A film director meets a band. The band gives the director a cache of B-sides to work with. An actress visits the director. They shoot a short film together. After watching the film, the band writes a record.
Such are the unique circumstances that pervade The National’s eighth studio album, I Am Easy to Find, accompanied by a film of the same title directed by Mike Mills, both of which were played at Doc Films last Tuesday. The Grammy-winning alt-rockers are not in uncharted territory in releasing a film with their record—the Beatles did it, Kanye did it, and Beyoncé arguably perfected it in grandiose fashion with 2016’s Lemonade. However, no one has done it quite like this. Indeed, Mills is quick to dismiss the classification of visual album in the vein of Beyoncé, asserting that the record and film are "playfully hostile siblings that love to steal from each other.” Despite this—or perhaps because of it—the end-product is a giddying, pleasant surprise, an understated reaffirmation of life and love from a band often known for plumbing the darkest recesses of human neurosis in their music.
The film presents 164 captioned vignettes of a girl’s (Alicia Vikander) life, from infancy to death. Under Mike Mills’s directorial eye, the enormous venture of life—that bizarre, squirming thing—is dissected and flattened out. Subsequently, the project is marked throughout by a paradoxical yet successful impulse to provide a neat, orderly structure to something as wildly chaotic and unpredictable as human life. The poignant is forced to share the screen with the banal—fond memories of the protagonist’s first childhood friend are accorded the same importance as the submerged calamity of her parents slowly drifting apart from each other. Mills resists the temptation to present life through a nostalgic lens. In particular, the film’s characters represent the chaos and instability of life—in the space of a few beats, they fall in and out of love, they move to new homes while reminiscing about old ones, they pine, and they have affairs. In short, they come across as entirely, believably human.
Perhaps what is most striking about the film is how Mills suggests that everyone is doomed to repeat their parents’ mistakes. The film unfurls this quiet, generational tragedy to great effect—moments fold into patterns which mirror other patterns where you least expect them to. One of the most arresting scenes in the entire film is when the protagonist, approaching old age, sits alone on her couch, with a caption reading, “She wonders how she became this person, not others.” Yet, this daunting inevitability is inflected with moments of subtle beauty. The protagonist dances in an empty room at the start of the film. Toward its end, her mother does the same. I also found it particularly moving that the protagonist is always able to forge strong female friendships no matter what stage of life she is in. The film ultimately provides an optimistic take on life’s relentless tedium, suggesting that it is only through the cultivation of routine that one can make sense of the world around them.
Vikander plays the role of the protagonist from infancy to old age without makeup. It is a compelling directorial decision on Mills’s part—it almost seems as though Vikander is arrested in time and space while the world around her expires. It evokes one of The National’s most enduring thematic concerns: that of remaining in stasis amid the tumult of constant change. It is a risky stylistic choice, but Vikander pulls it off with verve. There is something thoroughly convincing about Vikander’s metamorphic performance, whether she is toddling around like an infant learning how to walk, or a world-weary woman weighed down by old age. All of this is supported by beautiful cinematography, rendered in soft black-and-white. It is this curious lens that forges a sense of intimacy, as though we are intruding into the characters’ personal space as we glimpse them at their most private and vulnerable.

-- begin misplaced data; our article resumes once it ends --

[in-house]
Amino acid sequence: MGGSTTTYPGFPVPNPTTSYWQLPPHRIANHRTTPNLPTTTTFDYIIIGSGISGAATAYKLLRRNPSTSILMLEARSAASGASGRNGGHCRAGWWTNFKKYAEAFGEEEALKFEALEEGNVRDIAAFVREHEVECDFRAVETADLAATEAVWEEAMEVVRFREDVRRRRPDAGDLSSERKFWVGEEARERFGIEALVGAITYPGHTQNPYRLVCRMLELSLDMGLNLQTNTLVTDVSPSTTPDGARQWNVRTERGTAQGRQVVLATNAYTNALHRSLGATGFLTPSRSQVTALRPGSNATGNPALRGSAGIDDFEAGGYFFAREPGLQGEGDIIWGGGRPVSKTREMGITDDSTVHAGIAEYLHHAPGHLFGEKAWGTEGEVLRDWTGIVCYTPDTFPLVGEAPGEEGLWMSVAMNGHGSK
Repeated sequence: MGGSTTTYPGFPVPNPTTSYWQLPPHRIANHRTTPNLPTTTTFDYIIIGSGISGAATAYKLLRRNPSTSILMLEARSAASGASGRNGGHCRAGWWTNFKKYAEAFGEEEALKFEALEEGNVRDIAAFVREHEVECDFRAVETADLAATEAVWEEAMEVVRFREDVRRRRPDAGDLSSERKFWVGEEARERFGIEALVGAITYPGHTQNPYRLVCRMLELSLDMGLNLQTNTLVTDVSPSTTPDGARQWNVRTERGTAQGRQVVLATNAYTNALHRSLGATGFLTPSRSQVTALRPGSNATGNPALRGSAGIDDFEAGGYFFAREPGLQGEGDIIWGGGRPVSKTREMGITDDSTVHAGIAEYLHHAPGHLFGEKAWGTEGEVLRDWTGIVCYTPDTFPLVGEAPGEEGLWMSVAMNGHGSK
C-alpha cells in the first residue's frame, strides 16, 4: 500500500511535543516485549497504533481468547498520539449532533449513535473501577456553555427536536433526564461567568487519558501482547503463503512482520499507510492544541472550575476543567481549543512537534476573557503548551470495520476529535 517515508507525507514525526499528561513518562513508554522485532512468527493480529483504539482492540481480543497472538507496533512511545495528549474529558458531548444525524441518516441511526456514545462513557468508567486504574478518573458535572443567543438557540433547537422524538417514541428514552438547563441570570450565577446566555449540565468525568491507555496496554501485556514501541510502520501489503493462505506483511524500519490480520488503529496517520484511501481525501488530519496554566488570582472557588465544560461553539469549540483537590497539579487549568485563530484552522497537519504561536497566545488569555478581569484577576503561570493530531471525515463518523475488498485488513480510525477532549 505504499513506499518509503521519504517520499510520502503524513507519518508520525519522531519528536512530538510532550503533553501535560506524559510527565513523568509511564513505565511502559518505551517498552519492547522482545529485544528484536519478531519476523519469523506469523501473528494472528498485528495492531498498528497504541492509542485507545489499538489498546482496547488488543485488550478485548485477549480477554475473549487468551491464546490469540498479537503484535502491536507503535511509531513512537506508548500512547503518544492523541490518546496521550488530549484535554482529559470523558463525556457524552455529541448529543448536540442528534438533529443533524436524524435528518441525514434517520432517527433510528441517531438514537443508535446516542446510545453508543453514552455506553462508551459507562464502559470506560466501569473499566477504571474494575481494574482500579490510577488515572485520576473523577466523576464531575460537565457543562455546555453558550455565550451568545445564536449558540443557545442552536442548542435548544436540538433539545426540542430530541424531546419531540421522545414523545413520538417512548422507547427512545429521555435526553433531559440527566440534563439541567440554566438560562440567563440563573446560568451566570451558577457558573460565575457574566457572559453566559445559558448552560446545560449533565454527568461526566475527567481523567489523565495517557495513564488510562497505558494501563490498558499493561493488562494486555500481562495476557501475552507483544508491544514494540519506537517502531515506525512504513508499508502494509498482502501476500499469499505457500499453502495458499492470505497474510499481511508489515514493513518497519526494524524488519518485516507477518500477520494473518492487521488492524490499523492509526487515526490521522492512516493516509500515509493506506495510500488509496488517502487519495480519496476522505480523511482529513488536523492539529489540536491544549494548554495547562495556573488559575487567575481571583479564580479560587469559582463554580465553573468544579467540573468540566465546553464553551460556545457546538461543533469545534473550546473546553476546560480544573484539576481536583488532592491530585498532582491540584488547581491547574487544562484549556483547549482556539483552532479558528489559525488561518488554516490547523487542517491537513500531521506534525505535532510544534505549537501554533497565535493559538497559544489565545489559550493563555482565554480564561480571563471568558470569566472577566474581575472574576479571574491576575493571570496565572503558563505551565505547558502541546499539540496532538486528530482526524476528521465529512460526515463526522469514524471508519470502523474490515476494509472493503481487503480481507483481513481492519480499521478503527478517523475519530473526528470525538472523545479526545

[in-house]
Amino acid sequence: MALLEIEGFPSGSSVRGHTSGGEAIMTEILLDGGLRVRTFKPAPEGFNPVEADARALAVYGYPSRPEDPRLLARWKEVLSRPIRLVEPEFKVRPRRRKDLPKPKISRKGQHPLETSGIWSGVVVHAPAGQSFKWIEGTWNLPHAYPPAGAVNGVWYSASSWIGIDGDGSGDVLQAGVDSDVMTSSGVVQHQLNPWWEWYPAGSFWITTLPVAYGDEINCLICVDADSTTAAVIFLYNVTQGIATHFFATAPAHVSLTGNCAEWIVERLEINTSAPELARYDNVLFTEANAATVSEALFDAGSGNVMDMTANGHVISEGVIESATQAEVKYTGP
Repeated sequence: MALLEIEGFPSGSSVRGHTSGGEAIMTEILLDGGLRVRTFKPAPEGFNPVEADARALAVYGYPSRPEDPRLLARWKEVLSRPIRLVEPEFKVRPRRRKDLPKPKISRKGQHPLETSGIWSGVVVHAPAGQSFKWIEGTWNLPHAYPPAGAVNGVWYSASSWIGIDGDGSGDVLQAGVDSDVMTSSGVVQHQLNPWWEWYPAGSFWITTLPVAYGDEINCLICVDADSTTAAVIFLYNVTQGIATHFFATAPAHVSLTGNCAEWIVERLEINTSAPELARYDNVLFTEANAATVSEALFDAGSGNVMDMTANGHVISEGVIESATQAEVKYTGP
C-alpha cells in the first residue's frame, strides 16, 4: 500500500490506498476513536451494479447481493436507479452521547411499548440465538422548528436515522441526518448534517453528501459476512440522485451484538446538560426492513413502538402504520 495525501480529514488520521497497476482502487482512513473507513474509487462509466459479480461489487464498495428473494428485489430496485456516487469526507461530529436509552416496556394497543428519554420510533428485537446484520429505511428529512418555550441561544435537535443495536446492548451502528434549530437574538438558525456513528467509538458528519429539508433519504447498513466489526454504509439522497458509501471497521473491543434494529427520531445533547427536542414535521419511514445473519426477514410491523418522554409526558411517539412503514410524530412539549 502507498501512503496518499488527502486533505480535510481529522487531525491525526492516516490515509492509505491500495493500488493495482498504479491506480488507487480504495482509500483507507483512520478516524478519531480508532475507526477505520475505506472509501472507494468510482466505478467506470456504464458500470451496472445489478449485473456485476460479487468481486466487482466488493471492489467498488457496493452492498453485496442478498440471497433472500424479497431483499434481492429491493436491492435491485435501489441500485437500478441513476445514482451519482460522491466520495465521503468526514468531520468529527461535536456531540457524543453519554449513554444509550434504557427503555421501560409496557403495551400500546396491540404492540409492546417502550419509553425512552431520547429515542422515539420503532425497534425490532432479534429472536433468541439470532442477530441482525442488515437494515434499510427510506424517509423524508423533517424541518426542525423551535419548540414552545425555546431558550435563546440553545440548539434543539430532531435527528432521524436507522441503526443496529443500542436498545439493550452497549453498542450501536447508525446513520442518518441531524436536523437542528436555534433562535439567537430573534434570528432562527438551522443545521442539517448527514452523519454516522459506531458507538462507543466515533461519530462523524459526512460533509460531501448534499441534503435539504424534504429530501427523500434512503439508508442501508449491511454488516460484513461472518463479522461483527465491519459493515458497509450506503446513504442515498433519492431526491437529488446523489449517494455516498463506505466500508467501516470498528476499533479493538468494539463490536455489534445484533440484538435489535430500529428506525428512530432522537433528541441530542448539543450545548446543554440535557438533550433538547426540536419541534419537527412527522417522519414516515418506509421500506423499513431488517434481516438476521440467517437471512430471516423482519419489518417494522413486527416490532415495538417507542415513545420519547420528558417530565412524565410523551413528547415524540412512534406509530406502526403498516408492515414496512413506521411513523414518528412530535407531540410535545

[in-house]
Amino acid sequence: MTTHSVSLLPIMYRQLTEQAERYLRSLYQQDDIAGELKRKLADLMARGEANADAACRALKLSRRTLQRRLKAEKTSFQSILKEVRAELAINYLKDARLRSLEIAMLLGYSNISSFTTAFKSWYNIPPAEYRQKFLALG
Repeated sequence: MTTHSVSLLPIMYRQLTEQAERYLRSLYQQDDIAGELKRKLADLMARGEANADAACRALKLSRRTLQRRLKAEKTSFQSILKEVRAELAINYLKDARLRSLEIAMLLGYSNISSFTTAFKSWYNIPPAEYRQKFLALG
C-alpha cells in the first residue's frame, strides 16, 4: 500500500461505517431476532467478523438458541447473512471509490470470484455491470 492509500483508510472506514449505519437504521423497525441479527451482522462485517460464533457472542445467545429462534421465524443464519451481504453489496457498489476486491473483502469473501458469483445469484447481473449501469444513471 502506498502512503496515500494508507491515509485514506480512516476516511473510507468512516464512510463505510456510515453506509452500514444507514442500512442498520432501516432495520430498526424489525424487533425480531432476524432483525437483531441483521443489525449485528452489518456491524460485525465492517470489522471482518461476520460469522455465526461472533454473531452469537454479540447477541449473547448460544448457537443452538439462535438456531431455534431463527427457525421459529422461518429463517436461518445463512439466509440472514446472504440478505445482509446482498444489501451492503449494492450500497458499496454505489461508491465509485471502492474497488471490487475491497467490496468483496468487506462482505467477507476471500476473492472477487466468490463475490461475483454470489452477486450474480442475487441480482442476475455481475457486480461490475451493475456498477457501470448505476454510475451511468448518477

Whereas the film is remarkable in its control and economy, the record comes across as a loose, sprawling endeavor. Given the record’s experimental genesis, perhaps this was to be expected. Indeed, I Am Easy to Find is probably all the better for it—The National is allowed to breathe throughout the record, riffing off on ideas and sounds that it has been toying around with for years. The glitchy, electronic soundscapes that were so successful in 2017’s Sleep Well Beast get extended runs in numerous instrumental tracks on the new record. Perhaps the record’s most significant production decision is how lead singer Matt Berninger, whose melancholy baritone anchors much of The National’s music, takes a side-step in many of the tracks. Berninger’s vocals are reduced to a murmur at points, moving in contrapuntal fashion with a litany of (predominantly) female collaborators, whose vocals are allowed to soar triumphantly in the mix. In particular, long-time David Bowie collaborator Gail Ann Dorsey adds a soulful, beautiful dimension to “You Had Your Soul with You”. It is also clear that Carin Besser—former fiction editor for The New Yorker and Berninger’s wife—shoulders a great deal of the record’s songwriting responsibility. Many of the new songs invite more empathy and optimism for the tortured genius persona Berninger has occupied in previous records. In that vein, my favorite line in the record is a Besser gem that comes from its titular track and is perhaps also the simplest: “I’m still standing in the same place where you left me standing./ I am easy to find.”
The record, as with everything else about this ambitious project, ultimately reflects an upward trajectory for The National on every account. This band has been around for 20 years and finally seems to be reaching a place where it can be absolutely comfortable with who it is and what it puts out.